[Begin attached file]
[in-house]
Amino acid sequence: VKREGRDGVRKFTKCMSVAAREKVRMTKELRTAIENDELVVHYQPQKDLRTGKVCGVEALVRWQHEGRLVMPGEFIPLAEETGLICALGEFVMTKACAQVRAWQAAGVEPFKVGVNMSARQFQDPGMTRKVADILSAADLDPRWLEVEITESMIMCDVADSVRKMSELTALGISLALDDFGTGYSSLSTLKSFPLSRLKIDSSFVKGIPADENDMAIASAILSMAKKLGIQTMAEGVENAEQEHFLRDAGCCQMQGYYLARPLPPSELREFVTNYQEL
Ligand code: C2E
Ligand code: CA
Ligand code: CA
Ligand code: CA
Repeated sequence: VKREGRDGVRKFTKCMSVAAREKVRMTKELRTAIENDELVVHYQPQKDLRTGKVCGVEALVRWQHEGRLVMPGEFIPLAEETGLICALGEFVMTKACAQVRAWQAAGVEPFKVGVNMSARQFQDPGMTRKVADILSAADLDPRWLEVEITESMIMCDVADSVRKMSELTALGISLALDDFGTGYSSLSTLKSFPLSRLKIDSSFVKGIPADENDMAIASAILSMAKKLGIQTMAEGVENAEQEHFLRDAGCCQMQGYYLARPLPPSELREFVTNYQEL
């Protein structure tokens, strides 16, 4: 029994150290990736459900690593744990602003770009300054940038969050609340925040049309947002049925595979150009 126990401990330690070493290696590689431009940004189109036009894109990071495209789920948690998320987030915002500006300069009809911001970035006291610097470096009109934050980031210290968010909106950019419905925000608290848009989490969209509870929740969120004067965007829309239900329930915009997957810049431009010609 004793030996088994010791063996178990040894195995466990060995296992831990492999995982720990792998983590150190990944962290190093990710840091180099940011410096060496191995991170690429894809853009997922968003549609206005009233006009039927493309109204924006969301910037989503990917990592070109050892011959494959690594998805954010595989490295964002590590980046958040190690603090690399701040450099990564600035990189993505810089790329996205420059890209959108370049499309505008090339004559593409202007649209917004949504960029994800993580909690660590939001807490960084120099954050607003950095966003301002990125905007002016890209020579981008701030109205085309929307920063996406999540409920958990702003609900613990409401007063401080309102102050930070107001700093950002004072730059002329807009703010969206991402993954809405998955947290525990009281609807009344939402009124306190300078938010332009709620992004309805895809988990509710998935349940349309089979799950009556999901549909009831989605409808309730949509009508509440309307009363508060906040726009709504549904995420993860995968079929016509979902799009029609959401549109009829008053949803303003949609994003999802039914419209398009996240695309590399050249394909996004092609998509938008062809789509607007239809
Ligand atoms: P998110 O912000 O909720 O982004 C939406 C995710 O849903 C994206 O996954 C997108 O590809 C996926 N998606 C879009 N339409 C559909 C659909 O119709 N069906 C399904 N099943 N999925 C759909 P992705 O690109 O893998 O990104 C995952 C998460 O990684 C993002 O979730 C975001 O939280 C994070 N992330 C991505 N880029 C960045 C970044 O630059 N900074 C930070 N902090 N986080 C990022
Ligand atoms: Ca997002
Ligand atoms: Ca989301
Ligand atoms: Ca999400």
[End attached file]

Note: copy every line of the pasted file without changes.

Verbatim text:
[in-house]
Amino acid sequence: VKREGRDGVRKFTKCMSVAAREKVRMTKELRTAIENDELVVHYQPQKDLRTGKVCGVEALVRWQHEGRLVMPGEFIPLAEETGLICALGEFVMTKACAQVRAWQAAGVEPFKVGVNMSARQFQDPGMTRKVADILSAADLDPRWLEVEITESMIMCDVADSVRKMSELTALGISLALDDFGTGYSSLSTLKSFPLSRLKIDSSFVKGIPADENDMAIASAILSMAKKLGIQTMAEGVENAEQEHFLRDAGCCQMQGYYLARPLPPSELREFVTNYQEL
Ligand code: C2E
Ligand code: CA
Ligand code: CA
Ligand code: CA
Repeated sequence: VKREGRDGVRKFTKCMSVAAREKVRMTKELRTAIENDELVVHYQPQKDLRTGKVCGVEALVRWQHEGRLVMPGEFIPLAEETGLICALGEFVMTKACAQVRAWQAAGVEPFKVGVNMSARQFQDPGMTRKVADILSAADLDPRWLEVEITESMIMCDVADSVRKMSELTALGISLALDDFGTGYSSLSTLKSFPLSRLKIDSSFVKGIPADENDMAIASAILSMAKKLGIQTMAEGVENAEQEHFLRDAGCCQMQGYYLARPLPPSELREFVTNYQEL
């Protein structure tokens, strides 16, 4: 029994150290990736459900690593744990602003770009300054940038969050609340925040049309947002049925595979150009 126990401990330690070493290696590689431009940004189109036009894109990071495209789920948690998320987030915002500006300069009809911001970035006291610097470096009109934050980031210290968010909106950019419905925000608290848009989490969209509870929740969120004067965007829309239900329930915009997957810049431009010609 004793030996088994010791063996178990040894195995466990060995296992831990492999995982720990792998983590150190990944962290190093990710840091180099940011410096060496191995991170690429894809853009997922968003549609206005009233006009039927493309109204924006969301910037989503990917990592070109050892011959494959690594998805954010595989490295964002590590980046958040190690603090690399701040450099990564600035990189993505810089790329996205420059890209959108370049499309505008090339004559593409202007649209917004949504960029994800993580909690660590939001807490960084120099954050607003950095966003301002990125905007002016890209020579981008701030109205085309929307920063996406999540409920958990702003609900613990409401007063401080309102102050930070107001700093950002004072730059002329807009703010969206991402993954809405998955947290525990009281609807009344939402009124306190300078938010332009709620992004309805895809988990509710998935349940349309089979799950009556999901549909009831989605409808309730949509009508509440309307009363508060906040726009709504549904995420993860995968079929016509979902799009029609959401549109009829008053949803303003949609994003999802039914419209398009996240695309590399050249394909996004092609998509938008062809789509607007239809
Ligand atoms: P998110 O912000 O909720 O982004 C939406 C995710 O849903 C994206 O996954 C997108 O590809 C996926 N998606 C879009 N339409 C559909 C659909 O119709 N069906 C399904 N099943 N999925 C759909 P992705 O690109 O893998 O990104 C995952 C998460 O990684 C993002 O979730 C975001 O939280 C994070 N992330 C991505 N880029 C960045 C970044 O630059 N900074 C930070 N902090 N986080 C990022
Ligand atoms: Ca997002
Ligand atoms: Ca989301
Ligand atoms: Ca999400």